Steve Mauro came to Temple eight years ago to coach the men’s tennis team. Since then he has picked up other duties, including coaching the women’s team and teaching tennis classes.
After this season, Mauro will not have the resources to do his jobs on campus, nor will the tennis teams have courts to call home.
The tennis courts are set to be removed along with the Student Pavilion in May 2013 in order to make room for a proposed library. Mauro learned of the plan to remove the courts last year, but there are still no plans to build new courts, nor is there a definitive home court for the Owls in 2013.
“There’s really no plan right now,” Mauro said. “It’s kind of up in the air, so we’re really not sure what the plan is for us.”
Mauro said the team already drives to the Legacy Youth Tennis and Education Center in Manayunk to practice on indoor courts, and it is possible that will become Temple’s home court.
But, Mauro said it would be “really advantageous” to the tennis program if Temple had courts on campus.
Of the 16 teams in the Atlantic 10 Conference, only Duquesne and Saint Louis don’t have their home matches on campus. Temple typically hosts tournaments at the Pavilion, but will not this season.
When the Owls make the move to the Big East Conference next season, Temple will join Providence as the only teams in the conference which don’t host tournaments on campus. Providence has announced plans to build an on-campus court, however.
The future of the club tennis team is also at stake. Jordan Talasnik, the president of the club team, said the team will probably disband after the spring semester.
“We don’t have the capacity to drive somewhere every day to practice,” Talasnik, a senior finance major, said. “Obviously, it’s really convenient for us to practice here, because it’s right on campus.”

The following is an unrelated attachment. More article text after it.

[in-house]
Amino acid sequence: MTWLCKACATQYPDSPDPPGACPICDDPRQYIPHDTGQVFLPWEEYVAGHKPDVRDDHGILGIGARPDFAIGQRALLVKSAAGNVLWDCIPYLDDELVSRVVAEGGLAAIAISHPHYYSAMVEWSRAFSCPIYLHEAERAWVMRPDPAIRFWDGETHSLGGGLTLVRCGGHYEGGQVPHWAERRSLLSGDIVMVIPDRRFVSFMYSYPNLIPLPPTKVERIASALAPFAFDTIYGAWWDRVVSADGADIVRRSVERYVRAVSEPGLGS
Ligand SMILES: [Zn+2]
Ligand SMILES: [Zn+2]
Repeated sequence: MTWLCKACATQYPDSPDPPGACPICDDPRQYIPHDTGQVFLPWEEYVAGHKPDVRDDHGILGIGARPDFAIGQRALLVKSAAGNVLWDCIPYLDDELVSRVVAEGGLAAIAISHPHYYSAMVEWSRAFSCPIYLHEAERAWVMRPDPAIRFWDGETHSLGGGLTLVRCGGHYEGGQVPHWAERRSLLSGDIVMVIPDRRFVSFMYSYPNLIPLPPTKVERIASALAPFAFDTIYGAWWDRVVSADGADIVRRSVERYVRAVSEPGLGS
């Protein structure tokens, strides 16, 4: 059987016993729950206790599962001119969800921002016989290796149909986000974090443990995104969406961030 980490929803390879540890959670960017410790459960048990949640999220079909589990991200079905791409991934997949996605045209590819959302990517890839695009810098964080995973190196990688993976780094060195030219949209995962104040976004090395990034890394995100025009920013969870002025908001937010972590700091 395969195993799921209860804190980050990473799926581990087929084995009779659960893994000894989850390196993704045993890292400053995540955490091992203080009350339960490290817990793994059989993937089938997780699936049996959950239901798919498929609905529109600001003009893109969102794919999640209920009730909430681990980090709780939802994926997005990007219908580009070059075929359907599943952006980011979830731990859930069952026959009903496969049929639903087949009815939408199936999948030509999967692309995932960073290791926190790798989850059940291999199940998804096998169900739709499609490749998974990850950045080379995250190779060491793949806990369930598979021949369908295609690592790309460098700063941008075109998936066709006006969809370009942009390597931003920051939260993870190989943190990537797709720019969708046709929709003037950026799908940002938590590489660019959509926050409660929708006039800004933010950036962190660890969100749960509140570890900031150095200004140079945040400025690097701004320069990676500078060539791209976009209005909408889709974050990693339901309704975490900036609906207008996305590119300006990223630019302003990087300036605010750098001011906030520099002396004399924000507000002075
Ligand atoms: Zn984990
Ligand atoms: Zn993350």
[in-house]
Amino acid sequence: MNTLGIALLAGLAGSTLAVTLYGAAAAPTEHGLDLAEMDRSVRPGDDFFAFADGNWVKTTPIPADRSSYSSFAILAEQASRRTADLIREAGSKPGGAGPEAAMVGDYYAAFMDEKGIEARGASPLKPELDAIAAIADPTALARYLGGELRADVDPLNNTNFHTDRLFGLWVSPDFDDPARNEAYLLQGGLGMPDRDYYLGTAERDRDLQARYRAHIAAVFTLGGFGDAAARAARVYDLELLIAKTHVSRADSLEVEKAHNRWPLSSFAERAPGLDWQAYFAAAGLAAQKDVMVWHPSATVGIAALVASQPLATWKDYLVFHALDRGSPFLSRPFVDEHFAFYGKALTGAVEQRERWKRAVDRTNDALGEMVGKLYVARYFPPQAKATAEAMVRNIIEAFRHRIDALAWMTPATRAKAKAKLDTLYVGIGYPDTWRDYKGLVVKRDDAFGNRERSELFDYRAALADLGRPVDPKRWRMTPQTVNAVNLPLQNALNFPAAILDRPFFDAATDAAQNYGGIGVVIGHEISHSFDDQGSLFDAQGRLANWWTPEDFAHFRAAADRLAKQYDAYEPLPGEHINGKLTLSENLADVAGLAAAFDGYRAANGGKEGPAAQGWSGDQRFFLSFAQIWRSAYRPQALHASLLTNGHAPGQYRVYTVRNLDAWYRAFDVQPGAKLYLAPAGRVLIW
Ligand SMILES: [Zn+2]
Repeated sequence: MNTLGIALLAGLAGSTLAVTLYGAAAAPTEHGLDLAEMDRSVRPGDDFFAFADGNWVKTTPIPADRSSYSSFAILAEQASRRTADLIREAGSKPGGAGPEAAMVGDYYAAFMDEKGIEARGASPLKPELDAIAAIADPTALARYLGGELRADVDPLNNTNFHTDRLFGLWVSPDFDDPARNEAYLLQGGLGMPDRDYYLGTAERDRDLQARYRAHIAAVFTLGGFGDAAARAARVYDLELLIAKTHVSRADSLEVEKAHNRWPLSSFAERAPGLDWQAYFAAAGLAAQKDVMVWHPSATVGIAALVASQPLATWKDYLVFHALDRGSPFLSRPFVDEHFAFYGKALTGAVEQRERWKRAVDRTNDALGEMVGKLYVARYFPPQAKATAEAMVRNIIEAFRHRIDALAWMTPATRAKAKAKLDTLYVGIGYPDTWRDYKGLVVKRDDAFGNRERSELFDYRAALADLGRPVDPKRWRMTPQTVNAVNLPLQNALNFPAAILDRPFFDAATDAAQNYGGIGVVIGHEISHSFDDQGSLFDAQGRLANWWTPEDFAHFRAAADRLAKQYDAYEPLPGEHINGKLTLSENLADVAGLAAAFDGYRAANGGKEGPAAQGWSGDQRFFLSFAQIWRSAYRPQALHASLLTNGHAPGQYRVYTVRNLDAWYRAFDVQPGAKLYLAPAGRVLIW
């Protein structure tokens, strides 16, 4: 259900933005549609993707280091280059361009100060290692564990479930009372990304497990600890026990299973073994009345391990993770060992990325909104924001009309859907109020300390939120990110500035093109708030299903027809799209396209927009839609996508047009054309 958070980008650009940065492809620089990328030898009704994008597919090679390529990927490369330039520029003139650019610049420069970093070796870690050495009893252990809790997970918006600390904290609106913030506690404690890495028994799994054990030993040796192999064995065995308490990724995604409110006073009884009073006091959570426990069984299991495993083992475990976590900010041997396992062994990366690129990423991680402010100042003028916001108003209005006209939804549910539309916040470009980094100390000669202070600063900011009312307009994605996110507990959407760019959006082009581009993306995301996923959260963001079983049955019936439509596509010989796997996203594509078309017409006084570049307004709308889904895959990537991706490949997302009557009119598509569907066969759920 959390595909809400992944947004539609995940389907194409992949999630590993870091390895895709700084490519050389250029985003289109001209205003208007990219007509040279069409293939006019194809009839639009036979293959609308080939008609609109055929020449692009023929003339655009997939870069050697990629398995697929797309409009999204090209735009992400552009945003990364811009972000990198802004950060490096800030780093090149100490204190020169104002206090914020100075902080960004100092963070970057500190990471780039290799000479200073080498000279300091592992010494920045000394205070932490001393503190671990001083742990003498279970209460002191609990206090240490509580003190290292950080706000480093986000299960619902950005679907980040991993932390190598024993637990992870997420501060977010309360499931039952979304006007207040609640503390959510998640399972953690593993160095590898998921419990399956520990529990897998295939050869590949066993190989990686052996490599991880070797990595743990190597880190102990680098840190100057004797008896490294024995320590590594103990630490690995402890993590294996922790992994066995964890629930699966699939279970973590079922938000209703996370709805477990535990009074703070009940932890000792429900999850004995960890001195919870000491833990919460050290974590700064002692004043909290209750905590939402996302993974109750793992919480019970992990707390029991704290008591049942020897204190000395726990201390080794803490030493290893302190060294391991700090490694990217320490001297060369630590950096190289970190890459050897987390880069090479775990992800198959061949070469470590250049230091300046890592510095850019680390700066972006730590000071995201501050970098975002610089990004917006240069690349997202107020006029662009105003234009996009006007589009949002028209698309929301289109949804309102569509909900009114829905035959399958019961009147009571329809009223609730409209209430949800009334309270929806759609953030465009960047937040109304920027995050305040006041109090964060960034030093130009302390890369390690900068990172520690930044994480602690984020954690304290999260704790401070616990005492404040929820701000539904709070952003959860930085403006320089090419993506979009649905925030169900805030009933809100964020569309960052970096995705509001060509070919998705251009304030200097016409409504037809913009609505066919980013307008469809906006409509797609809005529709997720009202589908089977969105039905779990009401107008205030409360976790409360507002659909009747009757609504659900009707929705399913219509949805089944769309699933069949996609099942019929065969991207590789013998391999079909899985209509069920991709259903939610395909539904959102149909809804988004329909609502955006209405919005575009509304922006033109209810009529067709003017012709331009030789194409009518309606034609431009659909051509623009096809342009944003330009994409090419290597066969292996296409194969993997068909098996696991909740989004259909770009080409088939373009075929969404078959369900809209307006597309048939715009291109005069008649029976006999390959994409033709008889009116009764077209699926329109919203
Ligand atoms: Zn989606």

Director of Campus Recreation Steve Young said Facilities Management has not given Campus Recreation any conclusive information regarding the long-term status of the tennis courts.
Talasnik was informed of the pending closure of the courts at the beginning of the semester. He said they could play only away games, but that plan comes with one major hitch.
“It would be a possibility, but we would never have time to practice,” Talasnik said. “We couldn’t practice on their courts. It’d just be the same thing, going somewhere else to practice would be too hard. It’s really an inconvenience to the club team.”
“We’ve grown a lot in the past couple years,” Talasnik added. “It sucks to see the progress halted by the facilities.”
Sophomore tennis player Kristian Marquart said he will not let the removal of the courts affect his effort, but having home facilities is nonetheless convenient.
“If they are going to be removed, everything will be a little bit more complicated,” Marquart said. “For us, it is much better if the courts would stay. It’s better for the team, it’s better for our results, it’s better for everyone.”
Marquart said he would especially like to have courts on campus, given Temple’s move to the Big East Conference next season.